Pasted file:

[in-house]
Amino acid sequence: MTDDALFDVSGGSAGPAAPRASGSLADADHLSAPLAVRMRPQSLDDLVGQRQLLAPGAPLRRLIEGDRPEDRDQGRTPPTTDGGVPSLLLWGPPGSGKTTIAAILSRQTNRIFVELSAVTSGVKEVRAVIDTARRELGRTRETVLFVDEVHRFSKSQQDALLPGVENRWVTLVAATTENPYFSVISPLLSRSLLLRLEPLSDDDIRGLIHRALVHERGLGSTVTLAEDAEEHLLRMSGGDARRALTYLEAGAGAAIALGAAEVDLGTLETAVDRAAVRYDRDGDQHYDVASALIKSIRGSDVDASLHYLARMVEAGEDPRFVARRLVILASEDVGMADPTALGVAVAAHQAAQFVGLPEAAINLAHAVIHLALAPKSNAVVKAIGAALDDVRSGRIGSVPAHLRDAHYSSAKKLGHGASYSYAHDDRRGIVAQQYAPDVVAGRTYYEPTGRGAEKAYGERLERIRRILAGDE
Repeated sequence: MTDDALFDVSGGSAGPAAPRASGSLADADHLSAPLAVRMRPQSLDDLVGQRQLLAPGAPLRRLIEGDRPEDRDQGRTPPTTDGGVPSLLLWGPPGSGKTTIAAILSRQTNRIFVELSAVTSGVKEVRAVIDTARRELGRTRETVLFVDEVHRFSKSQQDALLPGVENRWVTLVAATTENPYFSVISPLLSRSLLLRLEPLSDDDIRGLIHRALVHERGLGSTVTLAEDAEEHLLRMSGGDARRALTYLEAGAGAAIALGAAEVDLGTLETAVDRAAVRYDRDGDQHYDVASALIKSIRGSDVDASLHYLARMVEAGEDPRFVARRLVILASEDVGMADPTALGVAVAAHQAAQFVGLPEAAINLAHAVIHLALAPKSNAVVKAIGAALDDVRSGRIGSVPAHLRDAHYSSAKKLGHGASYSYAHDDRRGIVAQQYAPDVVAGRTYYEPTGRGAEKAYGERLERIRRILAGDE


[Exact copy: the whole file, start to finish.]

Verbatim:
[in-house]
Amino acid sequence: MTDDALFDVSGGSAGPAAPRASGSLADADHLSAPLAVRMRPQSLDDLVGQRQLLAPGAPLRRLIEGDRPEDRDQGRTPPTTDGGVPSLLLWGPPGSGKTTIAAILSRQTNRIFVELSAVTSGVKEVRAVIDTARRELGRTRETVLFVDEVHRFSKSQQDALLPGVENRWVTLVAATTENPYFSVISPLLSRSLLLRLEPLSDDDIRGLIHRALVHERGLGSTVTLAEDAEEHLLRMSGGDARRALTYLEAGAGAAIALGAAEVDLGTLETAVDRAAVRYDRDGDQHYDVASALIKSIRGSDVDASLHYLARMVEAGEDPRFVARRLVILASEDVGMADPTALGVAVAAHQAAQFVGLPEAAINLAHAVIHLALAPKSNAVVKAIGAALDDVRSGRIGSVPAHLRDAHYSSAKKLGHGASYSYAHDDRRGIVAQQYAPDVVAGRTYYEPTGRGAEKAYGERLERIRRILAGDE
Repeated sequence: MTDDALFDVSGGSAGPAAPRASGSLADADHLSAPLAVRMRPQSLDDLVGQRQLLAPGAPLRRLIEGDRPEDRDQGRTPPTTDGGVPSLLLWGPPGSGKTTIAAILSRQTNRIFVELSAVTSGVKEVRAVIDTARRELGRTRETVLFVDEVHRFSKSQQDALLPGVENRWVTLVAATTENPYFSVISPLLSRSLLLRLEPLSDDDIRGLIHRALVHERGLGSTVTLAEDAEEHLLRMSGGDARRALTYLEAGAGAAIALGAAEVDLGTLETAVDRAAVRYDRDGDQHYDVASALIKSIRGSDVDASLHYLARMVEAGEDPRFVARRLVILASEDVGMADPTALGVAVAAHQAAQFVGLPEAAINLAHAVIHLALAPKSNAVVKAIGAALDDVRSGRIGSVPAHLRDAHYSSAKKLGHGASYSYAHDDRRGIVAQQYAPDVVAGRTYYEPTGRGAEKAYGERLERIRRILAGDE